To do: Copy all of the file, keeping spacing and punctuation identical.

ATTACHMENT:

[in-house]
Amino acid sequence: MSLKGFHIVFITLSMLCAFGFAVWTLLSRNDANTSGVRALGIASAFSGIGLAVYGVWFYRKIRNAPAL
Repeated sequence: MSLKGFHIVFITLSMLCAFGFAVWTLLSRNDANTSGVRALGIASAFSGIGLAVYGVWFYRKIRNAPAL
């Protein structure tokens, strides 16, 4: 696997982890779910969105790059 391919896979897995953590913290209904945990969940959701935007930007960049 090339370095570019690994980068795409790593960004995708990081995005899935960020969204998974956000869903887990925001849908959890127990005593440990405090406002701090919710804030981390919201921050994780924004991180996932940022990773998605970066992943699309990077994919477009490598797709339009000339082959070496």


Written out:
[in-house]
Amino acid sequence: MSLKGFHIVFITLSMLCAFGFAVWTLLSRNDANTSGVRALGIASAFSGIGLAVYGVWFYRKIRNAPAL
Repeated sequence: MSLKGFHIVFITLSMLCAFGFAVWTLLSRNDANTSGVRALGIASAFSGIGLAVYGVWFYRKIRNAPAL
């Protein structure tokens, strides 16, 4: 696997982890779910969105790059 391919896979897995953590913290209904945990969940959701935007930007960049 090339370095570019690994980068795409790593960004995708990081995005899935960020969204998974956000869903887990925001849908959890127990005593440990405090406002701090919710804030981390919201921050994780924004991180996932940022990773998605970066992943699309990077994919477009490598797709339009000339082959070496």